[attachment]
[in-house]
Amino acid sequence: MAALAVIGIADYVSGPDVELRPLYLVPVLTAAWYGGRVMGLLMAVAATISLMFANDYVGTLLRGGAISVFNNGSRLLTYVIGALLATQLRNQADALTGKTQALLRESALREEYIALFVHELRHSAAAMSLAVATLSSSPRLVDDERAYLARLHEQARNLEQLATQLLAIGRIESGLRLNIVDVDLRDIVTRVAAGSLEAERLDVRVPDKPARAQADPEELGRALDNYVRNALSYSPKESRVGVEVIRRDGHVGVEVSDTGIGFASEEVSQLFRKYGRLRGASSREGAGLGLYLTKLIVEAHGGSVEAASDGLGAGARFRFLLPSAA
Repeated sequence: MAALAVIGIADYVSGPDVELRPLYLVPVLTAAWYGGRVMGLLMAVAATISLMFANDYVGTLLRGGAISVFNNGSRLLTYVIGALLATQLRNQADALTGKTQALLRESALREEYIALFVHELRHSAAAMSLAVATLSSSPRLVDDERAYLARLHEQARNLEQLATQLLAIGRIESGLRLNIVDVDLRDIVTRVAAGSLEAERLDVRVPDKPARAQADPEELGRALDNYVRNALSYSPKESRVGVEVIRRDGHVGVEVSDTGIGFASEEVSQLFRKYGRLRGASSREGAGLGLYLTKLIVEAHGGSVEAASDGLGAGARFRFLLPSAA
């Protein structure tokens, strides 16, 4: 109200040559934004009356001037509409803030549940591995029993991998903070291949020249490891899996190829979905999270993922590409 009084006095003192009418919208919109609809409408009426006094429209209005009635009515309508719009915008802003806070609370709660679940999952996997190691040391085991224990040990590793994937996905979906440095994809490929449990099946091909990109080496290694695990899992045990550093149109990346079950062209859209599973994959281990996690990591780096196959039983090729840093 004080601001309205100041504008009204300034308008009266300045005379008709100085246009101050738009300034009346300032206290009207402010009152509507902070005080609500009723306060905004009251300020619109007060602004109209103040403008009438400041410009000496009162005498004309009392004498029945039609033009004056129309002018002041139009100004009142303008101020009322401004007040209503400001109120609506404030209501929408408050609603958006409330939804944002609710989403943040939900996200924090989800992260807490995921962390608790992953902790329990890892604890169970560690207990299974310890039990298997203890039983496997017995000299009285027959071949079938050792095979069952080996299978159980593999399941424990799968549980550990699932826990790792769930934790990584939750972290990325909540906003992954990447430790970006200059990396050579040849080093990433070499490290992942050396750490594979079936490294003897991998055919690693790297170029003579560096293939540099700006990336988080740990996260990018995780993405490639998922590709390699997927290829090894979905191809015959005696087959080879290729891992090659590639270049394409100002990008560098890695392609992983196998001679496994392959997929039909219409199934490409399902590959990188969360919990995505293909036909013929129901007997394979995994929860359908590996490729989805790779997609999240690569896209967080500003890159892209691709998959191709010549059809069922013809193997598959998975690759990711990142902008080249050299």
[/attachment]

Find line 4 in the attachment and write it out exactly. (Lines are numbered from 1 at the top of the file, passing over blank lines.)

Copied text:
């Protein structure tokens, strides 16, 4: 109200040559934004009356001037509409803030549940591995029993991998903070291949020249490891899996190829979905999270993922590409 009084006095003192009418919208919109609809409408009426006094429209209005009635009515309508719009915008802003806070609370709660679940999952996997190691040391085991224990040990590793994937996905979906440095994809490929449990099946091909990109080496290694695990899992045990550093149109990346079950062209859209599973994959281990996690990591780096196959039983090729840093 004080601001309205100041504008009204300034308008009266300045005379008709100085246009101050738009300034009346300032206290009207402010009152509507902070005080609500009723306060905004009251300020619109007060602004109209103040403008009438400041410009000496009162005498004309009392004498029945039609033009004056129309002018002041139009100004009142303008101020009322401004007040209503400001109120609506404030209501929408408050609603958006409330939804944002609710989403943040939900996200924090989800992260807490995921962390608790992953902790329990890892604890169970560690207990299974310890039990298997203890039983496997017995000299009285027959071949079938050792095979069952080996299978159980593999399941424990799968549980550990699932826990790792769930934790990584939750972290990325909540906003992954990447430790970006200059990396050579040849080093990433070499490290992942050396750490594979079936490294003897991998055919690693790297170029003579560096293939540099700006990336988080740990996260990018995780993405490639998922590709390699997927290829090894979905191809015959005696087959080879290729891992090659590639270049394409100002990008560098890695392609992983196998001679496994392959997929039909219409199934490409399902590959990188969360919990995505293909036909013929129901007997394979995994929860359908590996490729989805790779997609999240690569896209967080500003890159892209691709998959191709010549059809069922013809193997598959998975690759990711990142902008080249050299």